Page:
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A WHEEL OF TIME COMMUNITY

Quality Discussion Thread


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I agree to tabling this part of the discussion, because you and I are never going to come to an agreement about it. Therefore, it is better to table that topic and move on to something else. It is always okay to agree to disagree, agreeably.

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Sorry Vam, not going to let you get away with a straw man here. I said quite clearly.

 

"Vam, I'm sorry but the things I mentioned above(unpolished prose, timeline, mistakes, consistency) are objective.That is just stating the facts. "

 

That is vastly different from claiming "most critical discussions" are objective. There is no need to agree on your part. Again those are the facts.

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Sorry Vam, not going to let you get away with a straw man here. I said quite clearly.

 

"Vam, I'm sorry but the things I mentioned above(unpolished prose, timeline, mistakes, consistency) are objective.That is just stating the facts. "

 

That is vastly different from claiming "most critical discussions" are objective. There is no need to agree on your part. Again those are the facts.

 

NO, those are not facts. Sorry, but they clearly are not facts. Just because you and others believe that those are facts does NOT make them factual.

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So, instead of endless and repetitive discussion which you and I are never going to agree on, Sut, how about we just do as Barid asks, and table it???

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I suggest that you take it to PM's, Sutt and Vam.

 

As a suggestion, when having a complex literary discussion, try to use examples.

 

I know Sutt, Rane, and a few others use a lot of concepts but fail to use quotes from the book.

 

It would help for us to understand your point if you highlight what you believe to be a bad use of a concept, and possibly explain what would make it better.

 

The difficulty in communication comes when you guys use terms such as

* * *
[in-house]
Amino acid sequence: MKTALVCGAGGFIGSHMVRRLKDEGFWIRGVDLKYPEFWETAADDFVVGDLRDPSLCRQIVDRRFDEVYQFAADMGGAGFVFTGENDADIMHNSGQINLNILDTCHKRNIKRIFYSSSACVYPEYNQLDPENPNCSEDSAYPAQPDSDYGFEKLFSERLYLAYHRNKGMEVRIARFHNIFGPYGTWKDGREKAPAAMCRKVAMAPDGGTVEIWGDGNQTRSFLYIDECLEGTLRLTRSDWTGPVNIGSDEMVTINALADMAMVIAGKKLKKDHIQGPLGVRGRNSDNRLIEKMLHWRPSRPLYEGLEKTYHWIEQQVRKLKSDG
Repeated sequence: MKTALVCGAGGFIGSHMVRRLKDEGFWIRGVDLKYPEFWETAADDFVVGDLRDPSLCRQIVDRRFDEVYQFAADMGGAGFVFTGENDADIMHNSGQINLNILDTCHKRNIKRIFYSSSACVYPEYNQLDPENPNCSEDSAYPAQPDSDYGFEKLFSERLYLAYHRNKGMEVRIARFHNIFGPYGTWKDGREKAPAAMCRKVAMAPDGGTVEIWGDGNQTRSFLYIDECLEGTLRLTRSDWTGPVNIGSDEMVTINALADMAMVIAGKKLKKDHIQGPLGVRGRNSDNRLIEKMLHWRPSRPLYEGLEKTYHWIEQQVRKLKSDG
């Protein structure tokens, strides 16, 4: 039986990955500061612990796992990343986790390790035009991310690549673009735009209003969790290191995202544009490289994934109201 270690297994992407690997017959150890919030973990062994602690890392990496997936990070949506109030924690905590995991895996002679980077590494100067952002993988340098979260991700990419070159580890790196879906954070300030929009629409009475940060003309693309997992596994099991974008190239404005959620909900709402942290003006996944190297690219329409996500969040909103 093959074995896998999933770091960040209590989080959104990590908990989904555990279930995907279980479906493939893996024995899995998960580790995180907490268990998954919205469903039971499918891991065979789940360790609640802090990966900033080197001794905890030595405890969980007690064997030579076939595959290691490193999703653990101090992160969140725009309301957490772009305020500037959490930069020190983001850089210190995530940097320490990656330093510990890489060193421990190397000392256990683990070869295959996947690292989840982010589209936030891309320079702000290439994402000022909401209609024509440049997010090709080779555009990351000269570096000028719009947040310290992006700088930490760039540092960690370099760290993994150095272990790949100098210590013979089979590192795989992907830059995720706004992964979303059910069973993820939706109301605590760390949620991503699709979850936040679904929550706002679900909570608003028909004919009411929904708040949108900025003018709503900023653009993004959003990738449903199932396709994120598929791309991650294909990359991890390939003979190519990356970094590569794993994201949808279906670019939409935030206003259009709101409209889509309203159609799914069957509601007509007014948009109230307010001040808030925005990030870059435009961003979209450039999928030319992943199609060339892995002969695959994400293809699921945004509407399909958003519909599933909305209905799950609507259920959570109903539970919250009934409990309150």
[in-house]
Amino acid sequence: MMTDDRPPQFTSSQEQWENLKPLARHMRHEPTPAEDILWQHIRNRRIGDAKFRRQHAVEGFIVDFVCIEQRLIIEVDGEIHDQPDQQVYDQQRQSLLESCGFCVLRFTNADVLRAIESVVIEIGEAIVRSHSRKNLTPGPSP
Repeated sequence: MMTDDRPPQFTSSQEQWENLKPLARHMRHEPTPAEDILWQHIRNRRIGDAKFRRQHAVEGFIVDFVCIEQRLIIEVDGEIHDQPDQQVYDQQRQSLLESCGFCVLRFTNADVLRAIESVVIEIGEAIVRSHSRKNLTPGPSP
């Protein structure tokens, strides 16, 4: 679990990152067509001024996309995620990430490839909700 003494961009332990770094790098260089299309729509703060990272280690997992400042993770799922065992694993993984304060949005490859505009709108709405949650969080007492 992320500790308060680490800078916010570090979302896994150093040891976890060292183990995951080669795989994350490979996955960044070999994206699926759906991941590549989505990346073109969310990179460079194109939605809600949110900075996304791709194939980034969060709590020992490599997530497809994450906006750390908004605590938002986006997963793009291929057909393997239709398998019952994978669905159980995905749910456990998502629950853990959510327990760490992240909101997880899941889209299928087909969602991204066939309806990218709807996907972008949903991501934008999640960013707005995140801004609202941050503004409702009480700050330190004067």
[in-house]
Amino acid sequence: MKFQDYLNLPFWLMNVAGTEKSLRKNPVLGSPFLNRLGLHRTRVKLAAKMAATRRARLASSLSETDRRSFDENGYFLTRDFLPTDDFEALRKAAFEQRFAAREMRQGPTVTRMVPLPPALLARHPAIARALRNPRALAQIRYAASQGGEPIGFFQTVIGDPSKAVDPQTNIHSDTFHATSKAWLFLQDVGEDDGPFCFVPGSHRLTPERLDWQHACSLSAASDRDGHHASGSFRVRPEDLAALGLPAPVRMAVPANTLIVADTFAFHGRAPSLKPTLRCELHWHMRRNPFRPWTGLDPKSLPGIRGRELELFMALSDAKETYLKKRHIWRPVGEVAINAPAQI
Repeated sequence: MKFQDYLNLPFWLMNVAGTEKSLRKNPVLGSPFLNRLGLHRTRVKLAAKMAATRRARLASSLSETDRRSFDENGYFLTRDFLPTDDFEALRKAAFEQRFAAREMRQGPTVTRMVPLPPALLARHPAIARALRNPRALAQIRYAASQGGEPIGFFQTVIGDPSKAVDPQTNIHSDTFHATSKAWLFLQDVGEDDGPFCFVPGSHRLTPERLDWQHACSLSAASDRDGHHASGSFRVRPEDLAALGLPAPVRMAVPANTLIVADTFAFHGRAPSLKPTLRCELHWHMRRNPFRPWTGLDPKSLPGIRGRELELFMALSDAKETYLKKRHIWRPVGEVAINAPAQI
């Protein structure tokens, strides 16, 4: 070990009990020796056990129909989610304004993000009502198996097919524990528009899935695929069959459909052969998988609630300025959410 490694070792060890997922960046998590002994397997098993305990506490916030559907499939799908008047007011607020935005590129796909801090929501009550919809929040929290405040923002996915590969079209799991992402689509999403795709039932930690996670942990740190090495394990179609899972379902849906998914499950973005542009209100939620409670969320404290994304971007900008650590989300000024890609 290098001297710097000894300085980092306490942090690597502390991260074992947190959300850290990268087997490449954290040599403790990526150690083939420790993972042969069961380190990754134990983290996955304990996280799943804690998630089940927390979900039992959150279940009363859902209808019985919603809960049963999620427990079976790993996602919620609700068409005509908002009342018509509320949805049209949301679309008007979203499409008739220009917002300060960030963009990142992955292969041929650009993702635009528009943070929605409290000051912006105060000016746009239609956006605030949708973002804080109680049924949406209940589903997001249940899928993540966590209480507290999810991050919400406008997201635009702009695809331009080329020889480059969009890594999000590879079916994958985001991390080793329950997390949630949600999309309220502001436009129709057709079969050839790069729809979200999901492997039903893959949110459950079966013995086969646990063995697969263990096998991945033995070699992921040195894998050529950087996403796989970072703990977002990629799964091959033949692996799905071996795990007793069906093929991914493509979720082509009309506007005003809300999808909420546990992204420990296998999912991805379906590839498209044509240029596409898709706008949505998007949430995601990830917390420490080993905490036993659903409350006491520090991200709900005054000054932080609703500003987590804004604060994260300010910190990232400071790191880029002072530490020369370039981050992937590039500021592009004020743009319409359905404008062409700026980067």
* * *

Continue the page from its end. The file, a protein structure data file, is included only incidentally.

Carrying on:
Style (i.e., show not tell), Prose, Plot Development, Plot Consistency, Characterization

but don't really give context beyond that. Those terms ARE used more casually at other times and people like me don't understand when they are being used in a complex discussion.

 

Just a suggestion from a confused one. Lots of this stuff is going over my head, and its a hard thing to realize you don't understand. Don't know what you don't know sort of thing.

Edited by Stormcrown
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See this is exactly what Barid was referencing. It's really hard to continue this discussion, especially given the way you are handling yourself. I love how you just gloss over mischaracterizing what I said.

 

Everything I listed above is an objective measure. I would love to see you sit down with one of my old professors and try to argue that say timeline issues, unpolished prose and mistakes are not objective. Take for instance when Brandon says that Elayne rallied her troops behind "Red Lion" of Andor. Or when the miniscule hamlet of Darlun gets described as a town, village and city in different chapters. How about Brandon flip flopping the old city and the new in terms of which is tight alleys and broad thoroughfares in Caemlyn. You are arguing simply to argue right now. Again it's factual that what I listed above is objective. Stomping your foot and yelling NO isn't going to change that.

Edited by Suttree
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Suttree,

My sympathies, such as their worth.

*High to low slide whistle & prolonged fart noise accompaniment.

I gather the sentiment isn't lost, upon thee. :jordan:

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I do appreciate those examples, Sutt.

 

That's what I mean. When you guys use them in a generalized context it falls flat on people who don't really grasp your point of view. We go back in our heads and think, where did Sanderson do that? (or Robert Jordan, depending on who wrote that scene, we don't know.) But our heads don't think that way. We didn't think anything of those situations you mentioned because they weren't memorable in our minds. They are in yours, because you DO think that. I really enjoy seeing them, despite reducing the tint on my glasses.

 

Discussions are for learning, although I understand that you guys like your discussions, we got caught in the crossfire.

Edited by Stormcrown
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See this is exactly what Barid was referencing. It's really hard to continue this discussion, especially given the way you are handling yourself. I love how you just gloss over mischaracterizing what I said.

 

Everything I listed above is an objective measure. I would love to see you sit down with one of my old professors and try to argue that say timeline issues, unpolished prose and mistakes are not objective. Take for instance when Brandon says that Elayne rallied her troops behind "Red Lion" of Andor. Or when the miniscule hamlet of Darlun gets described as a town, village and city in different chapters. How about Brandon flip flopping the old city and the new in terms of which is tight alleys and broad thoroughfares in Caemlyn. You are arguing simply to argue right now. Again it's factual that what I listed above is objective. Stomping your foot and yelling NO isn't going to change that.

 

You are arguing about small little nitpicking details within a 900 page novel, in my opinion.

 

By the way, like you, I have also had multiple course of Literature in college. You are not the only one here with an excellent collegiate education.